MOSCOW – Russia hopes next week's visit by U.S. President Barack Obama will help restore confidence between the two biggest nuclear powers, a Kremlin aide said on Friday, after strains over Georgia and a U.S. missile shield plan.
Obama and Russian President Dmitry Medvedev have agreed to reset ties damaged under previous administrations. They have made joint work on a new nuclear arms cuts pact and cooperation on Afghanistan their starting points.
The two issues will top the agenda when Obama meets Medvedev for talks on Monday at the start of his July 6-8 visit to Moscow, chief Kremlin foreign policy adviser Sergei Prikhodko told a news briefing.
Prikhodko said rebuilding mutual trust was paramount. Recent disputes over U.S. anti-missile plans, NATO expansion in the former Soviet Union and Russia's 2008 war with U.S. ally Georgia have soured the mood between the two former Cold War foes.
Russia strongly opposes U.S. plans to station anti-missile batteries and radar detection systems in the Czech Republic and Poland to spot and shoot down hostile enemy rockets.
Without mutual trust in bilateral relations, we cannot deal with START or U.S. anti-missile system plans, Prikhodko said.
Apart from a memorandum on a replacement treaty for the 1991 START-1 pact expiring in December and a deal on the transit of U.S. military supplies to Afghanistan, Medvedev and Obama will sign several documents on sensitive areas of their relations.
Two main ones are an agreement to restore ties between the military, severed after the Georgia war, and a statement on cooperation in the civilian nuclear sector.
Last August Washington shelved an agreement giving Russia access to the lucrative U.S. nuclear energy market as part of its punitive action against Moscow for striking ex-Soviet Georgia and recognizing two of its rebel regions as states.
Obama has told Medvedev that Washington's criticism of Russia's action, launched to stop Georgia from retaking the breakaway province of South Ossetia, remained.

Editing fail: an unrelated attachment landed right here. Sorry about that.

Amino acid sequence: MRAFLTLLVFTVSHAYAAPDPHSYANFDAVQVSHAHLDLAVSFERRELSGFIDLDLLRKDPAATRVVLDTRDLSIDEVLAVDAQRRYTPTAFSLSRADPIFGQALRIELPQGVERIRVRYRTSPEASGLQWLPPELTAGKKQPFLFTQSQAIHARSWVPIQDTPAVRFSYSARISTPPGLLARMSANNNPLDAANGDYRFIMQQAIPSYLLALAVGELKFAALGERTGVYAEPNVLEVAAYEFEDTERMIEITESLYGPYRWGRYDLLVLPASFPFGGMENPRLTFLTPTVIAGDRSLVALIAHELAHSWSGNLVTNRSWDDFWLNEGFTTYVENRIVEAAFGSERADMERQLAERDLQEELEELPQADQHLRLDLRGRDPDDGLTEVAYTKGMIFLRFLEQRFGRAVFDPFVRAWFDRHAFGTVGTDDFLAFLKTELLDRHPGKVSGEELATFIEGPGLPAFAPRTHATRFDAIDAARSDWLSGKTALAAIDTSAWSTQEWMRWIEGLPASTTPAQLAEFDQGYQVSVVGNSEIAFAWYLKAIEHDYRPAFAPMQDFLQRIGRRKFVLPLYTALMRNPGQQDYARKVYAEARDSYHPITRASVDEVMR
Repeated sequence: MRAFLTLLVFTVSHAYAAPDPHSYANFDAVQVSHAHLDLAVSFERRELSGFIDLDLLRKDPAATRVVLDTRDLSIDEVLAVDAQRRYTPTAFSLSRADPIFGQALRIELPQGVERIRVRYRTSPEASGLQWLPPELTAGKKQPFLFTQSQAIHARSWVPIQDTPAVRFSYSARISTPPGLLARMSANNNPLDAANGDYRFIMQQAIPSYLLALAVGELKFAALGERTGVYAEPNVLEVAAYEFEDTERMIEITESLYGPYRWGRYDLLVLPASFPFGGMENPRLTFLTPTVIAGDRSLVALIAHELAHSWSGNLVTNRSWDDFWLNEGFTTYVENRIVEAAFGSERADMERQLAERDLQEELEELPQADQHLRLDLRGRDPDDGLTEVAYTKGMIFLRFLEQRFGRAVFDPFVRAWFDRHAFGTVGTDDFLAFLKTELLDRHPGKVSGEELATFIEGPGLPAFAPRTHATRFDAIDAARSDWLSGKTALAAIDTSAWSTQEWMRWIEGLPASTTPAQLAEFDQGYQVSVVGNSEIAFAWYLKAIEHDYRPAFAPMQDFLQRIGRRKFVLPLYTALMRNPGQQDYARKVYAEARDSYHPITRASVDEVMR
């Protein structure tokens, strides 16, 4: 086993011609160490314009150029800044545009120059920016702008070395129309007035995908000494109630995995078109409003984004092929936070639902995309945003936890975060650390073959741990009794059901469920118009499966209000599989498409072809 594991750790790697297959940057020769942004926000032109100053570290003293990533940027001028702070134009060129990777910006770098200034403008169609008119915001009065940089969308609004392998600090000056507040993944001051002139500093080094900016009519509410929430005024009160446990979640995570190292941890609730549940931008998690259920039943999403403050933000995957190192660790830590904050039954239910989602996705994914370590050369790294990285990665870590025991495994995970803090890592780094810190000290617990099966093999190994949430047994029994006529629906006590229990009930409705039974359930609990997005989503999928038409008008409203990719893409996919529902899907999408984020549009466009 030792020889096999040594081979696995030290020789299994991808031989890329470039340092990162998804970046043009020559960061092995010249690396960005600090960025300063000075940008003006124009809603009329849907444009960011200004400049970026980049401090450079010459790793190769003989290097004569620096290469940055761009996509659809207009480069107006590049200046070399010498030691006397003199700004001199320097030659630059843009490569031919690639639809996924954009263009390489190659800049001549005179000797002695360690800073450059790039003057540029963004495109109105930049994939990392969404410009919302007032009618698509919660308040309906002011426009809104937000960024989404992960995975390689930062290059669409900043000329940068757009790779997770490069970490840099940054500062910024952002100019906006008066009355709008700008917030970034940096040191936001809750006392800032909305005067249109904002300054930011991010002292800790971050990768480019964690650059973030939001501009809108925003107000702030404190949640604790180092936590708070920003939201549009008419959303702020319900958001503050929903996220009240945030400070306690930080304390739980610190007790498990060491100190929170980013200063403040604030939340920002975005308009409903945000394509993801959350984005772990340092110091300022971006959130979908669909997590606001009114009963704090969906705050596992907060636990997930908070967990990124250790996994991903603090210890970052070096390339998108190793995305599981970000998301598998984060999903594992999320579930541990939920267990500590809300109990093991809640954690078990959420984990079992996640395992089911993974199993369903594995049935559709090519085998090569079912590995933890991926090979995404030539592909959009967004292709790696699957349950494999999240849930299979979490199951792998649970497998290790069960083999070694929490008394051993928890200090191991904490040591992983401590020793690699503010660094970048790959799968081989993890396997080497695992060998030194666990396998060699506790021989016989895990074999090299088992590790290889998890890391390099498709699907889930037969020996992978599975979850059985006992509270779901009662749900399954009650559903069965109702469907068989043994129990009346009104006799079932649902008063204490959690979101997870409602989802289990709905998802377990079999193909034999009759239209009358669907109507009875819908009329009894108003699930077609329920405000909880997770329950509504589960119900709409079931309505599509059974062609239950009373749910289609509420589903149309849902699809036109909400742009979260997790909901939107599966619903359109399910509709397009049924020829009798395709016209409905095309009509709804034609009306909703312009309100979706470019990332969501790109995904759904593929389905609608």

However the progress on new agreements with Russia suggests that Washington is prepared to move on.
Prikhodko said the two leaders could announce the recreation of a high-level government commission, created to handle trade ties and suspended by the George W. Bush administration. Medvedev and Obama will also meet U.S. and Russian businessmen.
ROOM FOR COMPROMISE
Negotiations between the two sides on reductions in their nuclear arsenal are still going on amid complications.
Russia wants cuts, possibly to 1,500 warheads for each side, to be linked to limits on national anti-missile systems and a ban on deploying non-nuclear warheads on strategic missiles, which Moscow views as destabilizing factors.
Russia wants these provisions to be included into the guidelines Medvedev and Obama will issue to negotiators after their Moscow summit, Prikhodko said. Washington has so far showed no signs of bowing to the Russian demand.
He made clear Moscow did not want to turn the disagreements into a stumbling block and expected both sides to compromise.
It would be an exaggeration to say that progress will be easy, Prikhodko said. The domestic agenda of both leaders and their agenda in dealings with allies do not always coincide.
The question is ... whether we want to expand mutual understanding or defend our own positions, he added. We feel the U.S. administration is inclined to follow the first scenario.
Russia has sent signals to Obama it was ready to cooperate on issues viewed as top priorities like Afghanistan.
During the visit, Russia and the United States will sign an agreement allowing lethal U.S. military cargoes to be delivered to Afghanistan through Russian territory, bypassing a more dangerous route via Pakistan.
Prikhodko also said Russia was cooperating with the United States on North Korea and Iran, two more issues to be discussed by Obama and Medvedev.
(Editing by Charles Dick)